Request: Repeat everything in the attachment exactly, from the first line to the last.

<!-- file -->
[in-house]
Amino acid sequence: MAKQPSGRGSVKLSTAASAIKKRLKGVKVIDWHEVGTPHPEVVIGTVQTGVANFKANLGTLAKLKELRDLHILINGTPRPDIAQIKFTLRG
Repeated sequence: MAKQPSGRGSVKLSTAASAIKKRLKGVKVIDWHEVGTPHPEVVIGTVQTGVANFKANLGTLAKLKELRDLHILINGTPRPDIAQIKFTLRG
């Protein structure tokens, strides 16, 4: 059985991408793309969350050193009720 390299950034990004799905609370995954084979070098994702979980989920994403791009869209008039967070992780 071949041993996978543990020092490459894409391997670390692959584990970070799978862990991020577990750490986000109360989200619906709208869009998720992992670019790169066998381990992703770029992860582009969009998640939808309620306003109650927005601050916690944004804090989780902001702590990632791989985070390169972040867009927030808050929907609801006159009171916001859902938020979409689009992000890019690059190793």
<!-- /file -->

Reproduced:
[in-house]
Amino acid sequence: MAKQPSGRGSVKLSTAASAIKKRLKGVKVIDWHEVGTPHPEVVIGTVQTGVANFKANLGTLAKLKELRDLHILINGTPRPDIAQIKFTLRG
Repeated sequence: MAKQPSGRGSVKLSTAASAIKKRLKGVKVIDWHEVGTPHPEVVIGTVQTGVANFKANLGTLAKLKELRDLHILINGTPRPDIAQIKFTLRG
């Protein structure tokens, strides 16, 4: 059985991408793309969350050193009720 390299950034990004799905609370995954084979070098994702979980989920994403791009869209008039967070992780 071949041993996978543990020092490459894409391997670390692959584990970070799978862990991020577990750490986000109360989200619906709208869009998720992992670019790169066998381990992703770029992860582009969009998640939808309620306003109650927005601050916690944004804090989780902001702590990632791989985070390169972040867009927030808050929907609801006159009171916001859902938020979409689009992000890019690059190793």